Billboard activists are happy to learn that a Kentucky governor is on their side – at least for now.

Last month, the Louisville Courier-Journal reported that Kentucky governor Steve Beshear ordered that a major proposed change in billboard regulations be withdrawn because of safety fears. The bill would have allowed electronic billboards with changing messages along interstates and major highways.

Kentucky’s Transportation Cabinet submitted the bill for legislative review. According to the Courier-Journal, the Governor stepped in after he learned from the director of the Kentucky Resources Council that “available credible evidence suggests that multi-message electronic billboards are a safety risk.”

In addition to Kentucky, Montana’s transportation commission issued a moratorium on digital billboards, pending a study of traffic safety.

Los Angeles City Council members might want to take note. In 2007, instead of holding billboard companies’ feet to the fire with an effective crackdown on billboards, City Council members allowed CBS Outdoor, Clear Channel and Regency Outdoor to digitally modify a whopping 800 plus billboards.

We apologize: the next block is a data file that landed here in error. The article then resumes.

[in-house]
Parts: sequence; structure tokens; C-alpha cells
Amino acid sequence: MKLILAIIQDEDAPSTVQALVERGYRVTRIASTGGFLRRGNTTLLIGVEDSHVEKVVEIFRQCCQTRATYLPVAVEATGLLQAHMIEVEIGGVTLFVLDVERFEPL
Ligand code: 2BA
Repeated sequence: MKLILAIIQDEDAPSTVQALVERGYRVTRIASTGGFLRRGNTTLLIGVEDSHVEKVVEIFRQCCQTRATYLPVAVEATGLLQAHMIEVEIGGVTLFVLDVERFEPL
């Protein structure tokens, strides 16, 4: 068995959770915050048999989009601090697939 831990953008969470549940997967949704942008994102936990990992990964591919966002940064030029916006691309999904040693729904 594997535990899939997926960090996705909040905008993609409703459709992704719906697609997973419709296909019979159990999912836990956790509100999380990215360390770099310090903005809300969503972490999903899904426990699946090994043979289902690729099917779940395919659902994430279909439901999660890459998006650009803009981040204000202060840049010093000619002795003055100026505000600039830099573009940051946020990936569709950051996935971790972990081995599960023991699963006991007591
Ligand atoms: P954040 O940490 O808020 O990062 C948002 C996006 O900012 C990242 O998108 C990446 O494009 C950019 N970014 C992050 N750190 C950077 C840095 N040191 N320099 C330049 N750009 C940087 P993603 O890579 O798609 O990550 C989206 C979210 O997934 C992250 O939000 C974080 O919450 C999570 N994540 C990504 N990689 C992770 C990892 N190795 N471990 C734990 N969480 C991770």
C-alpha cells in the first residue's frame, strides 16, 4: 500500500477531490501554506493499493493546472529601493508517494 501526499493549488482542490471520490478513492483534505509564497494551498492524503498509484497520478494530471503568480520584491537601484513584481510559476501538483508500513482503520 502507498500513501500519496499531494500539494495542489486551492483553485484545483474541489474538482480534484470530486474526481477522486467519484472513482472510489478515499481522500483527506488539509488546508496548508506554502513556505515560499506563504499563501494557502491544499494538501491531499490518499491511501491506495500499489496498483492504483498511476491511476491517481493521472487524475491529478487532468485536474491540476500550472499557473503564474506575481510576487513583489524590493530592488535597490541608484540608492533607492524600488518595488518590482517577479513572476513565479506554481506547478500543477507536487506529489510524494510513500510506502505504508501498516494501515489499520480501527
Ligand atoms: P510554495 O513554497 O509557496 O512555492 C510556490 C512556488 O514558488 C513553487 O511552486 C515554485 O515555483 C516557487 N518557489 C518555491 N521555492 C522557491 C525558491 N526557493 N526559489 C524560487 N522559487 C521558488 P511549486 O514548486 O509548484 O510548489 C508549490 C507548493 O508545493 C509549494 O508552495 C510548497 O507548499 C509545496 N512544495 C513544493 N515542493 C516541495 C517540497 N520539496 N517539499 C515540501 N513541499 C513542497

In April, Los Angeles City Council voted to place two digital billboards next to the 10 Freeway.

“[Kentucky and Montana] have shown that they believe there are serious concerns about the effect of digital billboards on driver distraction that need to be thoroughly studied before allowing them on our busy streets and highways,” said Los Angeles billboard activist Dennis Hathaway. “Unfortunately, our own city council blatantly ignored these concerns in voting to allow Clear Channel to put giant digital billboards alongside the 10 freeway downtown. Apparently officials in Kentucky and Montana and elsewhere value the lives and limbs of motorists more highly than do our own elected officials here in L.A., who have scarcely raised a whimper in response to the quest by the outdoor advertising industry to make it impossible for us to drive anywhere without being assaulted by these brilliantly-lighted, rapidly-changing commercial messages.”

LA Weekly